- The Women’s Support Network of York Region (WSN) provides free, non-judgmental, and confidential support to those who have experienced sexual violence.
- In 2022, the organization received a grant from the Stouffville Legacy Fund, enabling them to facilitate a virtual support group for survivors of human trafficking.
- Last fall, WSN launched its #NotEnough campaign to raise awareness about the increasing prevalence of sexual and gender-based violence within York Region communities.
- Federal and provincial funding for WSN’s youth support and housing subsidy programs is scheduled to expire in March, placing vital assistance for affected young people and safe housing for human trafficking survivors at risk.
- WSN is looking to expand partnerships with Stouffville businesses and organizations to grow their support and education programs and address gaps stemming from this loss of crucial funding.
- Additionally, the organization is seeking donations and recruiting additional volunteers to meet demand for its services.
Sexual violence reporting in York Region increased 32% between 2021 and 2022, according to the #NotEnough report. This has resulted in significant demand and resulting strain on WSN programs, including sexual violence and human trafficking counselling and crisis lines. The wait list continues to grow for WSN’s youth services, and they face real challenges in the provision of practical supports such as winter clothing, toiletries and hygienic products, and grocery gift cards.
Despite the increasing demand at WSN and sexual assault centres across Ontario, there have been few sustained increases in government funding. “There is something we all can do to address this,” Jacqueline Benn-John, WSN’s Executive Director, told Bullet Point News. “WSN is asking for community commitments which support survivors and work towards prevention of sexual and gender-based violence in our communities, homes, schools, workplaces, everywhere.”
As part of that call, WSN is seeking public participation and investment in prevention education to raise awareness and challenge sexual assault myths and victim-blaming. They are also advocating for a publicly-supported York Region safe house for trafficked women. “Sexually exploited survivors should not have to seek safety outside of the Region,” Benn-John stated.
Individuals can contribute by donating, volunteering, and spreading the word about WSN and other service providers offering these needed supports. Businesses, local organizations, and faith groups can also get involved by contacting WSN to partner on education and awareness programs. “We hope that…more people can learn about sexual and gender-based violence in our communities and the ways they can get involved and support survivors,” added Seema Allahdini, an Advocacy Consultant with WSN.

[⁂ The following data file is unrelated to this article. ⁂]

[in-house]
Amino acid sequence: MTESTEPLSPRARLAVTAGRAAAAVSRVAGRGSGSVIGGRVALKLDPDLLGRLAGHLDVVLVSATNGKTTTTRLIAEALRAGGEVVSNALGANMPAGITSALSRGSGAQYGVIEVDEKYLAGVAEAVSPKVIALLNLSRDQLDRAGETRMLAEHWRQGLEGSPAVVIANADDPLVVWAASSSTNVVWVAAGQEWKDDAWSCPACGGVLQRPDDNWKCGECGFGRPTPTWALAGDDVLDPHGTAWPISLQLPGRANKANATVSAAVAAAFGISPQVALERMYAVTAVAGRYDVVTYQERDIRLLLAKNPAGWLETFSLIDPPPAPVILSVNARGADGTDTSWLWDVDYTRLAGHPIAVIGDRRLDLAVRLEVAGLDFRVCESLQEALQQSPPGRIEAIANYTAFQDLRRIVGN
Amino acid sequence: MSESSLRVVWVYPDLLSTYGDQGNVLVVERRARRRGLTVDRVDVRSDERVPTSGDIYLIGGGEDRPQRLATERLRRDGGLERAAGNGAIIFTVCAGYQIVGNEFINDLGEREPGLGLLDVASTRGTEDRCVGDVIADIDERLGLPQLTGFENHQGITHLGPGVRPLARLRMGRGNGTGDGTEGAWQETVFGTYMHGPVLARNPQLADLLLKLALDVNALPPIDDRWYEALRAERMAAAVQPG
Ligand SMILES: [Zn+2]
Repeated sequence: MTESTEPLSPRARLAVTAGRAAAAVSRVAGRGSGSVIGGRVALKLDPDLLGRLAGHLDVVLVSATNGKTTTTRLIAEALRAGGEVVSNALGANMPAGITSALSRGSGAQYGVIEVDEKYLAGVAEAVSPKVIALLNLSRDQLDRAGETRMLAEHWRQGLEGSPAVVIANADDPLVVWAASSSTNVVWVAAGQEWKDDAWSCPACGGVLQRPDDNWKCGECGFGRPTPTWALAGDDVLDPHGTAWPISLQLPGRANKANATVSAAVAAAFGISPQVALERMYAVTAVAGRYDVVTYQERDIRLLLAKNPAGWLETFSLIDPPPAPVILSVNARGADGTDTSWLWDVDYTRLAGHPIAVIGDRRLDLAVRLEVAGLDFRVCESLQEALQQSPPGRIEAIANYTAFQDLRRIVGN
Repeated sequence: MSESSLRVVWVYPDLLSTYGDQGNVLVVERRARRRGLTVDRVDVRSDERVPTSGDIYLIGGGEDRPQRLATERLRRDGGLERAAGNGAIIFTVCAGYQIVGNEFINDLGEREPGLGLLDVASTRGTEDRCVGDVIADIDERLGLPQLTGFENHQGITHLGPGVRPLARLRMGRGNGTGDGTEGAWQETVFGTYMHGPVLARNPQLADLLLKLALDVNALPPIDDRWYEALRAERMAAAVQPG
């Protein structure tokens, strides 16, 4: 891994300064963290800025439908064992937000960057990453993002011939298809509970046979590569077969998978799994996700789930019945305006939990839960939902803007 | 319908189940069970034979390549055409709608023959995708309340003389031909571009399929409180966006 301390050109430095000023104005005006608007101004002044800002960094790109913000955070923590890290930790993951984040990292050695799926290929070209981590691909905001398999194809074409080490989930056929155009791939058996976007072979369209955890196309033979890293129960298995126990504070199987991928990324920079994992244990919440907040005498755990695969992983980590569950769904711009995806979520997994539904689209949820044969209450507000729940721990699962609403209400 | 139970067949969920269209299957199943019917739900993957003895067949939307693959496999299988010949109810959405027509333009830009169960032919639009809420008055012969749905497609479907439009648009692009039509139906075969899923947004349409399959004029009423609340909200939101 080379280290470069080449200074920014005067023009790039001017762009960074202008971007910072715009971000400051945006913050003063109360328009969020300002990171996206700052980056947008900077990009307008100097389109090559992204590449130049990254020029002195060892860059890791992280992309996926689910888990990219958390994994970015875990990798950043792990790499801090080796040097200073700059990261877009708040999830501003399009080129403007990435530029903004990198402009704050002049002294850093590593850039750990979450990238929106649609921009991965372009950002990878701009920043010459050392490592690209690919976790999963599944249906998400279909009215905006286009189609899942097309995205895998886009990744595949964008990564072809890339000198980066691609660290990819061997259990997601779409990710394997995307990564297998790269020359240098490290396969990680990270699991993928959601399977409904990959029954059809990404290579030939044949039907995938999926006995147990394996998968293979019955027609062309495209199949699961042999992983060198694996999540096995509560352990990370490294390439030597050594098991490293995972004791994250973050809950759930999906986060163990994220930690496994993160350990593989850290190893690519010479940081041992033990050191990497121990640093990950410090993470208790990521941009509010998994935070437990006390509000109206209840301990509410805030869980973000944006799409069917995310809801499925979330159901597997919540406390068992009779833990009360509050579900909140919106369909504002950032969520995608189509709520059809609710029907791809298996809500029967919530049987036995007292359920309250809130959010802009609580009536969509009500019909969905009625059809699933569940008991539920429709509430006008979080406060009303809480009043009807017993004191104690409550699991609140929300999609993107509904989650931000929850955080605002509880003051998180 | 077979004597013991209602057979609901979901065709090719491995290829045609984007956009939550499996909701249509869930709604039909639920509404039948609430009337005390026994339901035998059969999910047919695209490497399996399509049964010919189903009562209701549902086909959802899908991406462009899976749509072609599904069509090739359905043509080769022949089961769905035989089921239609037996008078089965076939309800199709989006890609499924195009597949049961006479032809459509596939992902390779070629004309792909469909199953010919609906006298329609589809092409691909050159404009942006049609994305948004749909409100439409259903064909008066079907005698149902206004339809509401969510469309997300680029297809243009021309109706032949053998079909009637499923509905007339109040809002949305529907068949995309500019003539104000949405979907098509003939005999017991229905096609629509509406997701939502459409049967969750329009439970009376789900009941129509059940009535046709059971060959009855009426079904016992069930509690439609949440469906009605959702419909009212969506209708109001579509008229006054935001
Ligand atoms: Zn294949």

WSN is also asking for greater calls to all levels of government for implementation and continuation of adequate public funding programs. “What we’ve seen instead is an increase in precarious, short-term project funding,” Benn-John explained.
For example, Ontario’s Anti-Human Trafficking Community Supports Fund is set to expire in March. That money has helped organizations like WSN provide rent supplements for trafficked women, including those with children, to access and maintain safe and affordable housing.
While grateful for the support, Benn-John noted that these funding mechanisms cannot sustain their programs, putting those in need of ongoing assistance at risk: “Project funding has supported WSN with addressing service gaps and trends such as digital sexual violence and online luring and grooming by sex traffickers; however, project funding ends and sexual violence does not.”
Community support and advocacy are therefore essential to arresting increasing instances of sexual and gender-based violence and ensuring survivors receive the help and resources they need.
“Sexual and gender-based violence has no boundaries and affects everyone. Its prevalence is increasing in Canada and in York Region,” Benn-John concluded. “Call on the Province and Fed to provide stable, core funding for WSN and other community-based sexual assault centres that meets the needs of local survivors, particularly low barrier trauma counselling and support for sexually exploited youth.”
Readers can learn more about Women’s Support Network of York Region and their efforts on their website.